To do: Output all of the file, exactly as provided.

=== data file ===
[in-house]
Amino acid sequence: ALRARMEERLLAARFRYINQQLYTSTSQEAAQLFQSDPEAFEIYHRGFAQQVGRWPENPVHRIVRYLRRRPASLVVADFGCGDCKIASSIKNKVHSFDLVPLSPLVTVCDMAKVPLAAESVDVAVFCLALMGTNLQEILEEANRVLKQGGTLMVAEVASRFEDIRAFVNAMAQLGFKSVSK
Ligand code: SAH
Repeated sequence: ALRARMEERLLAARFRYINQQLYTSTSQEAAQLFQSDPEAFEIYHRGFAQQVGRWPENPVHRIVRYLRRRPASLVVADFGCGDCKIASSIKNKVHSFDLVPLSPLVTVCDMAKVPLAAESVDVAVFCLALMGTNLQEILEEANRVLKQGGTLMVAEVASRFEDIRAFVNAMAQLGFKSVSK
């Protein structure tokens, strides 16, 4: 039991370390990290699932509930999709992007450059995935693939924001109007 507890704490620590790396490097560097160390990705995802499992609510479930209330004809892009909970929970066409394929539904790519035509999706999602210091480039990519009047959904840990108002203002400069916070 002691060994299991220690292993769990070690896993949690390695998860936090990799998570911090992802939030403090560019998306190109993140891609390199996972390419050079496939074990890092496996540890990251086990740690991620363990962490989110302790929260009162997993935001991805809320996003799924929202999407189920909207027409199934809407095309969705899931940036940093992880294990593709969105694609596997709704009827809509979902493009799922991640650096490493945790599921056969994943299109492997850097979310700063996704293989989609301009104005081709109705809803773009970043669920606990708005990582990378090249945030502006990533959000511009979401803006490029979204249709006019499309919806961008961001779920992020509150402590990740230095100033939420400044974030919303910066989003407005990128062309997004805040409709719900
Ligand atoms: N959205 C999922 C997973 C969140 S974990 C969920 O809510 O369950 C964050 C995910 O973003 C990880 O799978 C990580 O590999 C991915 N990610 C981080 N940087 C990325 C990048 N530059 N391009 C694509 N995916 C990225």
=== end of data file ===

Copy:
[in-house]
Amino acid sequence: ALRARMEERLLAARFRYINQQLYTSTSQEAAQLFQSDPEAFEIYHRGFAQQVGRWPENPVHRIVRYLRRRPASLVVADFGCGDCKIASSIKNKVHSFDLVPLSPLVTVCDMAKVPLAAESVDVAVFCLALMGTNLQEILEEANRVLKQGGTLMVAEVASRFEDIRAFVNAMAQLGFKSVSK
Ligand code: SAH
Repeated sequence: ALRARMEERLLAARFRYINQQLYTSTSQEAAQLFQSDPEAFEIYHRGFAQQVGRWPENPVHRIVRYLRRRPASLVVADFGCGDCKIASSIKNKVHSFDLVPLSPLVTVCDMAKVPLAAESVDVAVFCLALMGTNLQEILEEANRVLKQGGTLMVAEVASRFEDIRAFVNAMAQLGFKSVSK
């Protein structure tokens, strides 16, 4: 039991370390990290699932509930999709992007450059995935693939924001109007 507890704490620590790396490097560097160390990705995802499992609510479930209330004809892009909970929970066409394929539904790519035509999706999602210091480039990519009047959904840990108002203002400069916070 002691060994299991220690292993769990070690896993949690390695998860936090990799998570911090992802939030403090560019998306190109993140891609390199996972390419050079496939074990890092496996540890990251086990740690991620363990962490989110302790929260009162997993935001991805809320996003799924929202999407189920909207027409199934809407095309969705899931940036940093992880294990593709969105694609596997709704009827809509979902493009799922991640650096490493945790599921056969994943299109492997850097979310700063996704293989989609301009104005081709109705809803773009970043669920606990708005990582990378090249945030502006990533959000511009979401803006490029979204249709006019499309919806961008961001779920992020509150402590990740230095100033939420400044974030919303910066989003407005990128062309997004805040409709719900
Ligand atoms: N959205 C999922 C997973 C969140 S974990 C969920 O809510 O369950 C964050 C995910 O973003 C990880 O799978 C990580 O590999 C991915 N990610 C981080 N940087 C990325 C990048 N530059 N391009 C694509 N995916 C990225």